The EU leadership has reacted to the challenge – appointing a whole new series of leaders to Brussels, the Union and the ECB, all politicians aiming to steer the EU through a new crisis while charting a path back towards growth.  The new leadership team are acutely aware Mario Draghi saved the Euro at the critical moment, but nothing the ECB is currently doing – like cutting rates, or buying bonds is actually working to rebuild the broken European economies. 

They know it needs a new approach – which is why Fiscal Spending! (Flashing lightning, very very frightening, and clashing minor chords..) is getting so many column inches these days..

The key unresolved problem with Europe is very simple. 20 years after the birth of the Euro, it remains a loose collective of very different countries trying to adapt to being members of their shared currency.  That’s why the political imperative for Fiscal and Banking Union is so critical, and it’s so worrying that nations show little willingness to pursue these goals.

Economically,  the key problem is the Euro is effectively the currency of Germany.  The others play catch-up to be competitive.  For Europe’s smaller states to evolve and thrive in the common currency, they need to reform their economies and broadly match German productivity, consumption and spending, and be prepared to stick to rules.  That’s when currency unions work!  (To short-circuit the next part of the argument, they work in the US and UK because of broadly aligned culture and values means sticking to the rules is not an issue.)

If reform and alignment happens, then Europe should grow into an economic wunderkid.  Over the last 20-years, there are few signs structural reform or realignment has happened, except to confirm the differences in terms of massive Target imbalances in Europe, distorted trade power, and massive unemployment in the South while Germany sits smuggly recovered from the reunification with the East. 

There are some itzy-bitzy problems with the simplistic approach that Europe could swiftly become a union of closely aligned nations.  The Germans like to save, don’t particularly consume much, work hard, are precision engineers, and believe rules are there to be followed. As I noted above, it’s all about culture. None of these standout Germanic characteristics occur naturally together across the rest of the Eurozone.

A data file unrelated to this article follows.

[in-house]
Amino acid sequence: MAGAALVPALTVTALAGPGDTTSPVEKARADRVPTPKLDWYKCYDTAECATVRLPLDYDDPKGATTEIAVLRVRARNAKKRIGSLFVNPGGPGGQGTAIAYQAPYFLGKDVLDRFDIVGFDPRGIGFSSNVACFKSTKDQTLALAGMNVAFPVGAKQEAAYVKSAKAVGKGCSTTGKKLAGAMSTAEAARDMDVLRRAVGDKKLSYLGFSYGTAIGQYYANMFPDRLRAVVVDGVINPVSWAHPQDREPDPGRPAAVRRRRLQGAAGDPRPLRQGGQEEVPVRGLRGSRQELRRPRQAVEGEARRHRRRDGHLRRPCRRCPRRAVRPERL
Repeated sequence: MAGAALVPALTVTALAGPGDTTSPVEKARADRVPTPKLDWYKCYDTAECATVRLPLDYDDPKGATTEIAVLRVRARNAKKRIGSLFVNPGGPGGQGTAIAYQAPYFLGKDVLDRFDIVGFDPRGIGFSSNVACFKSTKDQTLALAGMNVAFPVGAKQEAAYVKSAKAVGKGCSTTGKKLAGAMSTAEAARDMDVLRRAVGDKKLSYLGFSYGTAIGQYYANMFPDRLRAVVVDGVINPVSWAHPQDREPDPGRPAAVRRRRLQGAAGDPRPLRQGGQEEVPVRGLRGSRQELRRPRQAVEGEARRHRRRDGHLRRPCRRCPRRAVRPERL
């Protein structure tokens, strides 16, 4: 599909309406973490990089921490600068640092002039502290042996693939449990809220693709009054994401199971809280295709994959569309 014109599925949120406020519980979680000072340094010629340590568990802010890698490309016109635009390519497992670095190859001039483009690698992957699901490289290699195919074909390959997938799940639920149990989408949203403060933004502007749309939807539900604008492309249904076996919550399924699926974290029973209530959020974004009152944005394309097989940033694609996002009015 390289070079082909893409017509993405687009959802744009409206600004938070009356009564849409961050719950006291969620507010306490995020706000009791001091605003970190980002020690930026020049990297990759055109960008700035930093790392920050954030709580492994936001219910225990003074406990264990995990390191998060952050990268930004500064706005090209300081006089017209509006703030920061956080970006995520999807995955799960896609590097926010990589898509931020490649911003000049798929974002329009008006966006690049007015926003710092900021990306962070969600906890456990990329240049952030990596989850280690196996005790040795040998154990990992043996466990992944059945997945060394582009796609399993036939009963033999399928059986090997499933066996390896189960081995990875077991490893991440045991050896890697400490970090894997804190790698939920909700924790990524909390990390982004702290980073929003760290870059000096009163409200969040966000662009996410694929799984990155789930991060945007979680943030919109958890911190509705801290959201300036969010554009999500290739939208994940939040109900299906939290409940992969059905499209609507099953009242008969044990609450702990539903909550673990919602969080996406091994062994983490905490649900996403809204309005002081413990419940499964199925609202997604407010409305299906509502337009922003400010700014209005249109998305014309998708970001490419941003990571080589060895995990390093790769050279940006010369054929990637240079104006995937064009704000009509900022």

Therefore, it’s going to get really interesting when it comes down to agreeing on how the Eurozone is going to agree on fiscal stimulus policies.  The Eurozone member states all agree they want to pursue structural reforms, control debt, and carry out public investments – but there is absolutely no agreement or alignment on when or how.  I suspect it will take a very long time…. The wheels of agreement turn slowly in Frankfurt and Brussels.

Perhaps readers might find the following snapshots defining how Europe views fiscal stimulus to be useful:

The Germans regard a “wildly outrageous and potentially de-stablising financial stimulus” to be new party hat spending for the Carnival season – but only if these can be paid for out of retained budget under-runs. (Yesterday, Olaf Scholtz, German Finance Minister, said Germany already has an expansive fiscal policy. Excellent. Please show us.)

 A “mild financial stimulus” in Italy promises everyone a new Ferrari, a general tax amnesty, and a sweeping allocation of cash for a complete rebuild of the country’s entire infrastructure (none of which actually happens because it will be spent on “incidental deal expenses” to contractors in the South of the Country).

 A “carefully balance financial stimulus” in Luxembourg means upping the rents they charge the resident Eurocrats and institutions, dropping their own taxes, and spending some money on glossy new brochures explaining why Luxembourg is such a great place for San Francisco start-ups to base their tax-advantaged new tech businesses.

A “Strategy for Growth financial stimulus” in France means employing 10,000 highly-trained bureaucrats from the elite schools to determine how to prise more money out of Brussels to prop up French farmers, or at least keep them busy enough to stop trying to burn down Paris.

A “barely adequate financial stimulus” in Greece will go.. well no one really knows where, but everyone will complain about how inadequate it was, how it’s all the fault of the Germans anyway, and Vanis Varoufakis will write a book about how he explained it years ago to Christine Legarde while they were quaffing ouzo in the sauna together.

There won’t be any “financial stimulus” in Belgium because no one will actually get round to agreeing on which language to propose it in.

The Spanish will stare daggers at each over “regionally targeted financial stimulus”. They Catalans will offer to be less obnoxious if they get most of it, while the rest of the country gets all emotional about how they deserve it. 

The Irish “Brexit Financial Stimulus” package will basically be an insurance policy to give all young people tickets to somewhere else if the “what if Europe throws us under the bus after a no-deal Brexit” scenario plays out. Most young Irish will opt for County Kilburn – its worked for previous generations.

I do hope the above explains why European Fiscal Agreement might be a problem..

Tyler Durden

Fri, 09/20/2019 – 11:10